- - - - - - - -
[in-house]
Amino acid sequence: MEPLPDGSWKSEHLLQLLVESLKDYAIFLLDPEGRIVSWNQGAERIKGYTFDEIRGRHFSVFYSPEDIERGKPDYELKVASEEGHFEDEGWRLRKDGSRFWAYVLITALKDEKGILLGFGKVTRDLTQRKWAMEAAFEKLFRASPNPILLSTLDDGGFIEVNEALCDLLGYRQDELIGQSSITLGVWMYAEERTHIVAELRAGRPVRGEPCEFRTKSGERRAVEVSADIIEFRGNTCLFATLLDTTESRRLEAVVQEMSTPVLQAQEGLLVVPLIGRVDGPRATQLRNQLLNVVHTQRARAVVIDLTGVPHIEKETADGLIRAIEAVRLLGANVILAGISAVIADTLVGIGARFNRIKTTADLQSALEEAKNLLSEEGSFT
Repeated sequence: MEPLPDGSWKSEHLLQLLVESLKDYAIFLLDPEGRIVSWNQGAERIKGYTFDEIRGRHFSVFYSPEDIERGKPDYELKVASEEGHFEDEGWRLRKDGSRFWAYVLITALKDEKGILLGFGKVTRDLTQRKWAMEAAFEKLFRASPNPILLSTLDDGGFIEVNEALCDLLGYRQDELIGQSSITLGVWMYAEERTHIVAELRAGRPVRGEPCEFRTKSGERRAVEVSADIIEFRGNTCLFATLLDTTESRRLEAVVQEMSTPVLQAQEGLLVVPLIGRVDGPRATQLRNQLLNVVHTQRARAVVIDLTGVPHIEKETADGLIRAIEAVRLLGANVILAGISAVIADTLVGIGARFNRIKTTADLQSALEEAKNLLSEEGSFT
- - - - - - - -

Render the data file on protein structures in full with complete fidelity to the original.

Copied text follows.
[in-house]
Amino acid sequence: MEPLPDGSWKSEHLLQLLVESLKDYAIFLLDPEGRIVSWNQGAERIKGYTFDEIRGRHFSVFYSPEDIERGKPDYELKVASEEGHFEDEGWRLRKDGSRFWAYVLITALKDEKGILLGFGKVTRDLTQRKWAMEAAFEKLFRASPNPILLSTLDDGGFIEVNEALCDLLGYRQDELIGQSSITLGVWMYAEERTHIVAELRAGRPVRGEPCEFRTKSGERRAVEVSADIIEFRGNTCLFATLLDTTESRRLEAVVQEMSTPVLQAQEGLLVVPLIGRVDGPRATQLRNQLLNVVHTQRARAVVIDLTGVPHIEKETADGLIRAIEAVRLLGANVILAGISAVIADTLVGIGARFNRIKTTADLQSALEEAKNLLSEEGSFT
Repeated sequence: MEPLPDGSWKSEHLLQLLVESLKDYAIFLLDPEGRIVSWNQGAERIKGYTFDEIRGRHFSVFYSPEDIERGKPDYELKVASEEGHFEDEGWRLRKDGSRFWAYVLITALKDEKGILLGFGKVTRDLTQRKWAMEAAFEKLFRASPNPILLSTLDDGGFIEVNEALCDLLGYRQDELIGQSSITLGVWMYAEERTHIVAELRAGRPVRGEPCEFRTKSGERRAVEVSADIIEFRGNTCLFATLLDTTESRRLEAVVQEMSTPVLQAQEGLLVVPLIGRVDGPRATQLRNQLLNVVHTQRARAVVIDLTGVPHIEKETADGLIRAIEAVRLLGANVILAGISAVIADTLVGIGARFNRIKTTADLQSALEEAKNLLSEEGSFT